Mindful Parenting As parents we do our best to empower our children to value themselves and others, to enjoy life, to negotiate life challenges and to flourish and grow. Sometimes however, we may be faced with an unexpected challenge in terms of our child's mental or physical health. In such situations feelings of helplessness, self-blame, inadequacy and fear may surface for parents. These feelings are normal. However, when prolonged they may damage your health.
This page looks at how we can engage Mindfulness and Meditation to help us care for ourselves in our everyday life. Remember no child wants to have these challenges, and as parents we may need some help along the way to remain healthy and balanced ourselves. Stress Less - Mindful Parenting When someone in our family is ill we may become so immersed in the situation that we forget ourselves in the middle of it all. We may even feel guilty at the thought of doing something enjoyable for ourselves when a family member is suffering. However, it's important for parents to maintain their own health and well-being.
Here are some self-care tips:
Make time for yourself everyday.
Reach out if you need to. It's good to talk.
Learn to meditate.
Take a walk in nature, listen to the sounds around you, what you can see, smell, feel.
Take time out from technology. If you feel more comfortable inform people when you will be doing this.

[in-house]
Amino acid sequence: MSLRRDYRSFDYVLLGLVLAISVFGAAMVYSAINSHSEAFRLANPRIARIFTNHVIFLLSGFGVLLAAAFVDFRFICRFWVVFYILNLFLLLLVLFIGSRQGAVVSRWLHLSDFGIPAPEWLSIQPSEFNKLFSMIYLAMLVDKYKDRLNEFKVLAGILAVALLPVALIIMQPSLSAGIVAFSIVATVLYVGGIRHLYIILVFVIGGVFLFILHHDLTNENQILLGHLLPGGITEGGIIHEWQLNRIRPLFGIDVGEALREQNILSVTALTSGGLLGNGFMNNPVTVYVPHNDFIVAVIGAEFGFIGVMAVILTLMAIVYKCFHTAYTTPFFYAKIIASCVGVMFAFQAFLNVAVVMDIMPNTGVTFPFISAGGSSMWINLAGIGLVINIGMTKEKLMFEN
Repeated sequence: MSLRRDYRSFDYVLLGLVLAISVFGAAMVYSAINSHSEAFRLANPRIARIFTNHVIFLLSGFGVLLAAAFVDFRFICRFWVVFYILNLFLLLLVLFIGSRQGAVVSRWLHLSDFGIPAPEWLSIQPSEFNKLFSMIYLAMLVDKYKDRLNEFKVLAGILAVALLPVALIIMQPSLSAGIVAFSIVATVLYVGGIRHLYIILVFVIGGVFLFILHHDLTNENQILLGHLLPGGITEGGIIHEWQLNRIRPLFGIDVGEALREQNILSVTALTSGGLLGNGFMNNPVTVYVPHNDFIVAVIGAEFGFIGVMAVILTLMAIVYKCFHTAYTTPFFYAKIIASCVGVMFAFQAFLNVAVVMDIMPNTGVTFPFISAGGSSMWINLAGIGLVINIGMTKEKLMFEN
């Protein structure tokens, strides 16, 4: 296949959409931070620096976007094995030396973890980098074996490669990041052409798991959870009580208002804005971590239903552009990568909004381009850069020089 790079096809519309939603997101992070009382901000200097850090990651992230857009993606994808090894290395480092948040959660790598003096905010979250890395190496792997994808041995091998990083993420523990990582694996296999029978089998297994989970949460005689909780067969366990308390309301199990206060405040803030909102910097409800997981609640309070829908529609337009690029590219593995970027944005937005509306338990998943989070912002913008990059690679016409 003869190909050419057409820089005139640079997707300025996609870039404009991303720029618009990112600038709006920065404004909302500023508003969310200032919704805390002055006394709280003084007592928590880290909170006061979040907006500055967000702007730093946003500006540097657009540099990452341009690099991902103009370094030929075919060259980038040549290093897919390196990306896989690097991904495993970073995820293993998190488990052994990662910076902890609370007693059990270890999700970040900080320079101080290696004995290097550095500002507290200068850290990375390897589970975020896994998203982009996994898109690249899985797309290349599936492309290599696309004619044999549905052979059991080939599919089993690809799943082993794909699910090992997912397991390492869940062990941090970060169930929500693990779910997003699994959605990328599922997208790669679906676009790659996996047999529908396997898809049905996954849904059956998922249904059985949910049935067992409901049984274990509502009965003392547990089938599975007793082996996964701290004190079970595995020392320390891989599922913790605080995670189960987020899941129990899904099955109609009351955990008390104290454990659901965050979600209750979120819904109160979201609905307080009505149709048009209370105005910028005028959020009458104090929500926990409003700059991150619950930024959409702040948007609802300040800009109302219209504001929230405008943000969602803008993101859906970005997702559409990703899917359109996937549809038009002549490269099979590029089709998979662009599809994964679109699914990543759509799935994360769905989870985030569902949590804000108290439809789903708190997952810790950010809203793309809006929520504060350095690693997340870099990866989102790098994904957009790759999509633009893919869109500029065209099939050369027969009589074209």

Notice what triggers your stress or anxiety so you can be prepared to take care of yourself in a healthy way.
Be kind and compassionate to yourself.
Do your best to build in a healthy night time routine
Stop looking at devices after 8pm
Get to bed at a reasonable time
Take a warm bath
Listen to relaxing music
Avoid over stimulating television
Avoid eating too late.
Do some gentle movement to unwind your body
List 5 things you are grateful for every evening
Make a list of the things you enjoy doing and make sure to do one or two of these everyday.
Here is a short list of activities people say they enjoy.
Spending time with friends A long warm hug from a loved one. Their animal. Smelling freshly cut grass. Sitting in the garden and listening to the birds. Getting up 5 minutes earlier when the house is quiet. Going for a walk in nature by myself during lunch break. Stopping and listening to nature. Sitting back from the laptop and taking and using the breath to settle body and mind. Listening to music. The sound of the waves or a river. The feel of new socks and fresh sheets.
Harvard Scientist Dr. Jill Bolte Taylor says that when a person has a reaction to something in their environment there is a 90-second chemical process that happens in the body: "Chemicals are flushed through your body which puts it on full alert. For those chemicals to totally flush out of the body, it takes less than 90 seconds. This means that for 90 seconds you can watch the process happening, you can feel it happening, and then you can watch it go away. After that, if you continue to feel the emotions, you need to look at the thoughts that you’re thinking that are re-stimulating the circuitry that is resulting in you having this physiological reaction over and over again.”